Written: Baiting the Hook

Written: Baiting the Hook
April 15, 2016 1 Comment For Authors, Writing Advice Stephanie Ayers
langll / Pixabay

langll / Pixabay

I hear often that I’m a great scene setter. I have a way of pulling you into the story like it’s on a movie screen in your head. Though I come by this naturally, I still have to work to get it exactly right. Too much description and it’s a fail. Readers want to use their imaginations. Too little description and it becomes narrative, keeping the reader slightly removed from the story instead of experiencing it the way you want them to. Indeed, it is a fine line you tread, but it is not impossible. You just need to find the right bait to catch the right fish.

I watch a lot of movies and television. I’m watching when I should probably be writing. Truth! Most of the time, if I am not hooked within the first six minutes, I’ll change it. This is true of writing, as well. You must hook the reader right out the gate if you want them to read your book. So, how do we do that?

Let’s turn to the television again. Any time a new show airs, they use a “pilot” episode to intrigue you.

The Bait

This past Tuesday, I caught the pilot of a new show, The Game of Silence. It started with action right away, while weaving present day and past memories together. It hinted at things that made me think I knew what happened, but never actually told me what it was. It comes on again on Thursday, and you better believe I will be watching it.

I’m hooked. I snapped up their bait like I haven’t been fed in years. I’m well on my way to being gutted, breaded, and fried in a pan. Here’s how it happened:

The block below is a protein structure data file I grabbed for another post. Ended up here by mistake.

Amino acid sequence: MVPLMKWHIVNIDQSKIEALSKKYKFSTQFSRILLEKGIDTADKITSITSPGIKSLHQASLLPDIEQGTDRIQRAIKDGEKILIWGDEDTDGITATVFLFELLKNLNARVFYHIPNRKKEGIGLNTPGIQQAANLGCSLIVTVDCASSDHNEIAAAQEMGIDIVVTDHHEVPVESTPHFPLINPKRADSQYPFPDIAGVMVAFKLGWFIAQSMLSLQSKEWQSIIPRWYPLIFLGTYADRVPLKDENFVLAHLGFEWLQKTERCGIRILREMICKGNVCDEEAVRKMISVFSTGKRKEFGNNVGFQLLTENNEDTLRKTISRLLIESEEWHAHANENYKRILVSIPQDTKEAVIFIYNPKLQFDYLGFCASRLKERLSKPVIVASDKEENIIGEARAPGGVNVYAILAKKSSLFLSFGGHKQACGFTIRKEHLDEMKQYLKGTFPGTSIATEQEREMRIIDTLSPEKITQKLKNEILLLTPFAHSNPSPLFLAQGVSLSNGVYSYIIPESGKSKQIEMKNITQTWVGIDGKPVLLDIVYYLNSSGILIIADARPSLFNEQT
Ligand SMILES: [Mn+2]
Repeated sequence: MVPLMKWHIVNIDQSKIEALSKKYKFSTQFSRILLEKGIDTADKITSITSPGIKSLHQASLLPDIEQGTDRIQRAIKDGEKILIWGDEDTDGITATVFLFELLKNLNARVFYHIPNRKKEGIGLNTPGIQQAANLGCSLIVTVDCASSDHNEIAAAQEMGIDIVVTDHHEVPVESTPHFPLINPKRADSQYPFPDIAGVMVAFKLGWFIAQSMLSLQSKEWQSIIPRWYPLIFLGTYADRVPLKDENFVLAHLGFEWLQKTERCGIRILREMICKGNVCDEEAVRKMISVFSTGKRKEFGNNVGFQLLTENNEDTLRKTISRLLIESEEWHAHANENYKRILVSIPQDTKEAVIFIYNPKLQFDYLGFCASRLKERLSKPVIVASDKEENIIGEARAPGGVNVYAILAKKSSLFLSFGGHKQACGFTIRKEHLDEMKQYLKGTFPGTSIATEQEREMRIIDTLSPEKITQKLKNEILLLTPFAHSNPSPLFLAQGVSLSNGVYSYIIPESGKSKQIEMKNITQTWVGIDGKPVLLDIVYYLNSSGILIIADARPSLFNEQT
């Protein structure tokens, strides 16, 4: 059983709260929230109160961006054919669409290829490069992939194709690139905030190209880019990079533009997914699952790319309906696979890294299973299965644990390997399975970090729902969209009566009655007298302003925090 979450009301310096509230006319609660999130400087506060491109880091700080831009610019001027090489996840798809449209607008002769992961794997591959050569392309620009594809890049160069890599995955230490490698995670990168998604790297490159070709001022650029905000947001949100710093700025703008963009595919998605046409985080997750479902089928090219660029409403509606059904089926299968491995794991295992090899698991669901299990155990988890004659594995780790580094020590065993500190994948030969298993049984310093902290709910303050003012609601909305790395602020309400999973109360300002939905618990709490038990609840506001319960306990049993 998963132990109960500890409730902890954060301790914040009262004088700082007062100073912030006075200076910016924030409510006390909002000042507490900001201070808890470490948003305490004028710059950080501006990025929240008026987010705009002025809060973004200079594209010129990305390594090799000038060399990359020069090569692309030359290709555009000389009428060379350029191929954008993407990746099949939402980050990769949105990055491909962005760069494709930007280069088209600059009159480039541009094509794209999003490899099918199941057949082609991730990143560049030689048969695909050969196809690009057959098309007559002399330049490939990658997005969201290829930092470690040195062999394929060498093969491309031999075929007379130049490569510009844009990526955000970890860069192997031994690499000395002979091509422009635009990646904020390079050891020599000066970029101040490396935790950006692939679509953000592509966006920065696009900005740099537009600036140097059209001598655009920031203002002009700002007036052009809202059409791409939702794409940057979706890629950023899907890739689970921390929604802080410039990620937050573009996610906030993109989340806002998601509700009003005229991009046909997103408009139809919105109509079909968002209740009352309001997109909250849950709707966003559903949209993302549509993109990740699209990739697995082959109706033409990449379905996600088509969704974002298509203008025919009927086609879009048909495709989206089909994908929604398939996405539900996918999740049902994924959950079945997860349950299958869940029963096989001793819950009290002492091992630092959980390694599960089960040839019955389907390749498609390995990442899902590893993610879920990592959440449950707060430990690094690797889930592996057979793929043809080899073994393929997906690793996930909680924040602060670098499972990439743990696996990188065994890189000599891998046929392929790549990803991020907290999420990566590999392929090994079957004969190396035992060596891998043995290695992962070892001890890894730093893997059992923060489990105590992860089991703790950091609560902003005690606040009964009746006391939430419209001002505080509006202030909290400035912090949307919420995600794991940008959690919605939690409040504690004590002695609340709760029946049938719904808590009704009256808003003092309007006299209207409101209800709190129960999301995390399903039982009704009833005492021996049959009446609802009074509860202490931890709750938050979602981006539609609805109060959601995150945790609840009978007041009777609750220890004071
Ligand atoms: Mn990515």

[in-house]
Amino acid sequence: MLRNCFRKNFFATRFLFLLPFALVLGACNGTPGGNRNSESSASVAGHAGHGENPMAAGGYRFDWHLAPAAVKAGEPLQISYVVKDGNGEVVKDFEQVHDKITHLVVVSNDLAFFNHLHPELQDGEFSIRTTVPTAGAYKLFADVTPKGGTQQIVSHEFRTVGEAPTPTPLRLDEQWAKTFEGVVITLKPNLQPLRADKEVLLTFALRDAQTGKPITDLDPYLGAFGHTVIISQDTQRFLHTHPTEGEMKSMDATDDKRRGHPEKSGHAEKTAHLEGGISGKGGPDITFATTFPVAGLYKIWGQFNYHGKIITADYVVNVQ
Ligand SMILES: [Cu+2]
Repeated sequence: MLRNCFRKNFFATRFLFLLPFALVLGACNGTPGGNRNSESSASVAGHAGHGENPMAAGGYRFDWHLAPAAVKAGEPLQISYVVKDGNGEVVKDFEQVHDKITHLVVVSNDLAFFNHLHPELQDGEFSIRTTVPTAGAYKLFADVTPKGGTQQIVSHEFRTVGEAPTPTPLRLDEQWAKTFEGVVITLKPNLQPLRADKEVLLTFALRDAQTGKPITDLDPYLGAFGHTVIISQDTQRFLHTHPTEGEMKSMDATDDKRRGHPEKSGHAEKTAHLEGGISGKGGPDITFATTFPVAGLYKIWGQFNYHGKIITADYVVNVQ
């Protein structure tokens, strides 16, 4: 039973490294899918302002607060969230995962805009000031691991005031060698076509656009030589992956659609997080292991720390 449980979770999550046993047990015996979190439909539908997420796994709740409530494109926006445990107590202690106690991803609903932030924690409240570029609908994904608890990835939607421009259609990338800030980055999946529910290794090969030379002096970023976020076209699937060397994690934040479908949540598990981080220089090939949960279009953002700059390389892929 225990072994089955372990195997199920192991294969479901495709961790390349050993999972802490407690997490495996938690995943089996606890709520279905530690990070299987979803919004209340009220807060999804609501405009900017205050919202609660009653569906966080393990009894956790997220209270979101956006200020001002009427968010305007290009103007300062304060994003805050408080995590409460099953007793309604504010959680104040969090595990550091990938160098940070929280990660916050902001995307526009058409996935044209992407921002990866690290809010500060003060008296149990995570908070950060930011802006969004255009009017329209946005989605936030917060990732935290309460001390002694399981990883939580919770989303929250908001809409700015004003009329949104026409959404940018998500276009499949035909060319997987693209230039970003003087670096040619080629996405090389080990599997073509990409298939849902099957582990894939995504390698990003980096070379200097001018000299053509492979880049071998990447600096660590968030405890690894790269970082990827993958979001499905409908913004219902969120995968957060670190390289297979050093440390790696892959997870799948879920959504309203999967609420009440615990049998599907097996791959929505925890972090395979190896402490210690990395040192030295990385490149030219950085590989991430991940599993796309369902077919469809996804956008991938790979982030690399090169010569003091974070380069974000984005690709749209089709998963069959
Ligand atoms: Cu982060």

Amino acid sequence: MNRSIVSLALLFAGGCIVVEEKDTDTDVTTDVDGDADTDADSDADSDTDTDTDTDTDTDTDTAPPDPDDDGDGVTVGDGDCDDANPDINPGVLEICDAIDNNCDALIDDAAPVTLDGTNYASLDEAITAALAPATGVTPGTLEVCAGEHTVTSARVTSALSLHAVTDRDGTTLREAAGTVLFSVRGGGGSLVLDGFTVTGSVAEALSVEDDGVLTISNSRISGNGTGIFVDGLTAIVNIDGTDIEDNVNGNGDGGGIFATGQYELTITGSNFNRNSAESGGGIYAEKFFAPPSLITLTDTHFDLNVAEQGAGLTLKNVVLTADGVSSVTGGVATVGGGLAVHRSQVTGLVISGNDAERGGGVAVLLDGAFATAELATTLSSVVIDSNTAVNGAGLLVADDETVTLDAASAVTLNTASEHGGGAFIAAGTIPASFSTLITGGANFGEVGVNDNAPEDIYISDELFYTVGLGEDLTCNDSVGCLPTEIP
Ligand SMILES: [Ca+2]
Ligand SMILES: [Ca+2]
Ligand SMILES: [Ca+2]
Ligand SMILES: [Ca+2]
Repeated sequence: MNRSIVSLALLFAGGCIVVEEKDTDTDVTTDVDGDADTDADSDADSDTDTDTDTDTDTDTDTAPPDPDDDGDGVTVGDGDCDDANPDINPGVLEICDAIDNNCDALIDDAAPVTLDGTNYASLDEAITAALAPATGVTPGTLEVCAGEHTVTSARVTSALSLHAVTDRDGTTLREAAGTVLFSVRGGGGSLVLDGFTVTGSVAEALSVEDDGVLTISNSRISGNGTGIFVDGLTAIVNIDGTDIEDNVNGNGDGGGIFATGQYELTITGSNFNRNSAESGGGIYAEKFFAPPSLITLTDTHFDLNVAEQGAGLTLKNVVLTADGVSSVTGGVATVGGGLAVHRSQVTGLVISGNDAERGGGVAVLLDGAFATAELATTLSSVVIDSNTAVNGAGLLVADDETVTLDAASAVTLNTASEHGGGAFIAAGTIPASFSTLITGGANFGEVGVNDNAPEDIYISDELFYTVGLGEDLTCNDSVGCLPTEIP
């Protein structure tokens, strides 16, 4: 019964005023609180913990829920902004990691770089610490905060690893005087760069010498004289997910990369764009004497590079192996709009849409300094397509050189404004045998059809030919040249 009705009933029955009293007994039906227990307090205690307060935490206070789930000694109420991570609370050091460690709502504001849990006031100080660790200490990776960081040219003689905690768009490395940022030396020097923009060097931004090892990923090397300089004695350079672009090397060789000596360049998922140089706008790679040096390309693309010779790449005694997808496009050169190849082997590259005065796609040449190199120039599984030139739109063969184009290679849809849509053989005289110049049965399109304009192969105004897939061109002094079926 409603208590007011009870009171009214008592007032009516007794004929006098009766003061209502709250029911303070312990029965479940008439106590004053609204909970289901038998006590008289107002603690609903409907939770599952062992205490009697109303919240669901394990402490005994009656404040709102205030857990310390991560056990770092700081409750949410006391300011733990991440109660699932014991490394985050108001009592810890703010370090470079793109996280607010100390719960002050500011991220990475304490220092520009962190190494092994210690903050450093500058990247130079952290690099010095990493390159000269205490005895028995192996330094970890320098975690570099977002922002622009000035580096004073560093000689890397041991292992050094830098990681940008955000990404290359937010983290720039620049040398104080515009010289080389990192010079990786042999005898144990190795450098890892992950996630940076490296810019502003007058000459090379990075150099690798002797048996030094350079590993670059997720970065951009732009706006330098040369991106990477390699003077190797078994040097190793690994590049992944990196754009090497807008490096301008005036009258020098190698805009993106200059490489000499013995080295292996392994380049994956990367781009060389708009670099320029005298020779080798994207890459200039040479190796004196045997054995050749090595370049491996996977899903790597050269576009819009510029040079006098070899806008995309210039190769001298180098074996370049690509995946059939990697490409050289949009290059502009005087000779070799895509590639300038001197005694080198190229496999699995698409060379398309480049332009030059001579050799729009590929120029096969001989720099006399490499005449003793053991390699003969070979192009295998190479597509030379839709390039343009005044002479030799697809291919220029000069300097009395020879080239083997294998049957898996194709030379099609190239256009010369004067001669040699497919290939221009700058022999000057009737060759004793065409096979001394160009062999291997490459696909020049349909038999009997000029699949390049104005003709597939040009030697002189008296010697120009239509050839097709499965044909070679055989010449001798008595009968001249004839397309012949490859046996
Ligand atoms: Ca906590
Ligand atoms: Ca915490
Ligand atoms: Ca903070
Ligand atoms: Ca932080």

• The opening scene is dramatic, then quickly moves to a group of boys doing the crazy things boys do.
  • One simple line: “If Boots hadn’t gotten in the truck that day, things might have happened differently.” Boom!
  • Boots grabs a weapon and assaults a mysterious person we only get a two second memory of. (This staged the entire plot line in one step: revenge.)
  • More past memories of the boys, this time taking up the defense of the one girl they’ve allowed in their “crew.” Enter more drama. First conflict, and we haven’t even hit a commercial yet. And? I’m already invested in these characters. I haven’t even discovered all of their personalities, but they are already endeared to me.

I already know they got in trouble and the rest of the story will be about revenge and peace. I have to watch if I want to know what really happened to them as boys that made them this way. Plus? It reminded me of a dark movie that’s on my favorites list: Sleepers.

The Hook

I want my stories to do this. I want readers sucked in from the very first line. I want to drop the mike and leave them stunned.

  1. Start with impact. Create a dramatic opening. Start with the action. Lead with the deed. Open with the murder, the crime, or the consequences.
  2. Sprinkle in teasers. Let them start guessing from the first paragraph.
  3. Establish your characters with their words and actions. Endear them to your readers swiftly.